Q. How much do you know about Carmona? And does it mean anything to you that he's one of the hottest pitchers going right now?
CURT SCHILLING: I know enough to know I'd rather be facing somebody else. This kid is something else. I've watched him a couple games against us, and I've seen him on TV a couple other times. The game he threw in New York was just a dominating, dominating outing. He's as good as anybody I've seen this year, and he was consistent.
You know, it's been a long time, I think, since I've gone into a game being an underdog, but given the year he had and the way he's throwing, I can absolutely see why people think we're going to have a hard time winning that game. He's been phenomenal, he's been consistent, his stuff is electric, and he's been fun to watch.
Like I said, I'd rather be facing somebody else. But this is what it comes down to to me in October is, you've got to out-pitch the other team, much more so I think than in the regular season. We absolutely have a challenge these first two days.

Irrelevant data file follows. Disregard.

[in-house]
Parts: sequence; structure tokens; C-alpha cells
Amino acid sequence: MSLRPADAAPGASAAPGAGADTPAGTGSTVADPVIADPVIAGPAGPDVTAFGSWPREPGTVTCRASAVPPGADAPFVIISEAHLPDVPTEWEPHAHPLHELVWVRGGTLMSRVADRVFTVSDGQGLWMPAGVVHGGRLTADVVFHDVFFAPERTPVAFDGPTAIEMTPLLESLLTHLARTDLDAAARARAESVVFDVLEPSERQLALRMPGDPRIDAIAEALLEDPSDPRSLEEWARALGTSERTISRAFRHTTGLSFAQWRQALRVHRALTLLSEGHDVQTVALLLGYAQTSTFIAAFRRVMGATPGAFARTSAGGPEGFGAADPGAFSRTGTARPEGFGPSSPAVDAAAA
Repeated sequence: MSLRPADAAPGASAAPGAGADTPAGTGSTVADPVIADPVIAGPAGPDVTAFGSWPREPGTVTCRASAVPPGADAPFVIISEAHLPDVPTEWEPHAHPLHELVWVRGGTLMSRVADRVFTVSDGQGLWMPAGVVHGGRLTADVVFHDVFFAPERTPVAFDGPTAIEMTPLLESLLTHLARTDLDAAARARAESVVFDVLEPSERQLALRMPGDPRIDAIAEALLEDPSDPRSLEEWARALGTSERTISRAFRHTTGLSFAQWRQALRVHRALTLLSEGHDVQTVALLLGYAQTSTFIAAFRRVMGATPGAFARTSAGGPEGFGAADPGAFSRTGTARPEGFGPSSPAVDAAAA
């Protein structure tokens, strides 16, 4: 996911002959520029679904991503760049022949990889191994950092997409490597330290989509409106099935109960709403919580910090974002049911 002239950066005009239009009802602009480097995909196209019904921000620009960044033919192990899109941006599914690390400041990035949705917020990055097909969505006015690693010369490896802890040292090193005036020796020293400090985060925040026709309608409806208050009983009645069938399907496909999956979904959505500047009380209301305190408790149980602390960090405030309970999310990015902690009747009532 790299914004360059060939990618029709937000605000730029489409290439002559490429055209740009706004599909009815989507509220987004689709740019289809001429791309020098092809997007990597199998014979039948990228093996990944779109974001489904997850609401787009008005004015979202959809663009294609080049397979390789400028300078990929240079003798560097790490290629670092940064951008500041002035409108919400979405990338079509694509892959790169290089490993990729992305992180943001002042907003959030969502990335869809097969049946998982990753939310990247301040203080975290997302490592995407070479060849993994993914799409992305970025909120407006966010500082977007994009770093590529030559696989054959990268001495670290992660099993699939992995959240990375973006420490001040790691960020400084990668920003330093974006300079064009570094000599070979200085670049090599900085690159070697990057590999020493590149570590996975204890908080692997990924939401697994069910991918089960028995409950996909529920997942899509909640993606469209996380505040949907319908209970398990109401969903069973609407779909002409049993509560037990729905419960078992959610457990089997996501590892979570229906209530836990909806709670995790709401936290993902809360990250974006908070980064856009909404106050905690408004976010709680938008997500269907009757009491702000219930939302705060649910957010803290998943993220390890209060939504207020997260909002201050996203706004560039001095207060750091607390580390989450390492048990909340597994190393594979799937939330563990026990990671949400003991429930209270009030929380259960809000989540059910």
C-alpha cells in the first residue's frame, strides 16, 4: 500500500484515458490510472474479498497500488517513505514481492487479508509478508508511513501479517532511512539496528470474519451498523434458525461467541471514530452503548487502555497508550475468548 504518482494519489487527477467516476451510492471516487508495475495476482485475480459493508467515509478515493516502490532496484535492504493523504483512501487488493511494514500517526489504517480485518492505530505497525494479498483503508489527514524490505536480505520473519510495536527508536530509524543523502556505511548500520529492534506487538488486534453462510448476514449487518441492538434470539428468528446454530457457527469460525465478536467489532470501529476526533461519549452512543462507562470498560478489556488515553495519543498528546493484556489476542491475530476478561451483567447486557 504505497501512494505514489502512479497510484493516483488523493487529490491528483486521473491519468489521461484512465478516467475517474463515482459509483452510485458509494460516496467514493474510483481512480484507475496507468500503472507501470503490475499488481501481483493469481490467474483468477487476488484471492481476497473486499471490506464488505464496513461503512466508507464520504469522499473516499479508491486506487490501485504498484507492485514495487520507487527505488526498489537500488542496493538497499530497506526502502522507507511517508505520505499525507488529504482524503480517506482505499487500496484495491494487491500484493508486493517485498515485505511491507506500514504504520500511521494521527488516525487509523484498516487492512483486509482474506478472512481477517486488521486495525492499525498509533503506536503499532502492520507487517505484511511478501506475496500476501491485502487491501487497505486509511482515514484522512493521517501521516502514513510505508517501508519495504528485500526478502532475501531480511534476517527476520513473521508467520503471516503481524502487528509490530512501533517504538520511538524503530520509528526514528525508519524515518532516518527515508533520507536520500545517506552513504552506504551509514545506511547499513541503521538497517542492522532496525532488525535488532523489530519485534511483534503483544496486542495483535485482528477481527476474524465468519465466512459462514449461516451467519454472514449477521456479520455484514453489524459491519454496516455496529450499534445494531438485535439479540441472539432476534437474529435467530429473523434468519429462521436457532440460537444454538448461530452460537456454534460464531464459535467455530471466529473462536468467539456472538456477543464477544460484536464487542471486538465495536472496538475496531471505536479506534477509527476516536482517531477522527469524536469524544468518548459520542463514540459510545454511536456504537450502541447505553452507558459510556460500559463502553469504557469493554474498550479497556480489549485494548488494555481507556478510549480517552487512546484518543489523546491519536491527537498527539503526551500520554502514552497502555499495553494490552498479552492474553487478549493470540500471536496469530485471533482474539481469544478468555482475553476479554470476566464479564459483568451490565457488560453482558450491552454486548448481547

Q. How do the Indians compare now to the team that you saw earlier in the season?
CURT SCHILLING: I would think that he would be, Carmona would be one of the huge -- I don't know changes, but back when we first played them he was still in decent -- people were like, wow, I wonder if this kid is going to be for real, and now here we are 19 wins later, and he is.
Their middle relief has been phenomenal, dominating, and you don't want have to count on middle relief to win any series, because that means the starting pitching isn't doing well. They've got arms in the bullpen, and you can say what you want about the guy at the end, but he led the league in saves. So he was doing the most important job in the bullpen and getting it done consistently.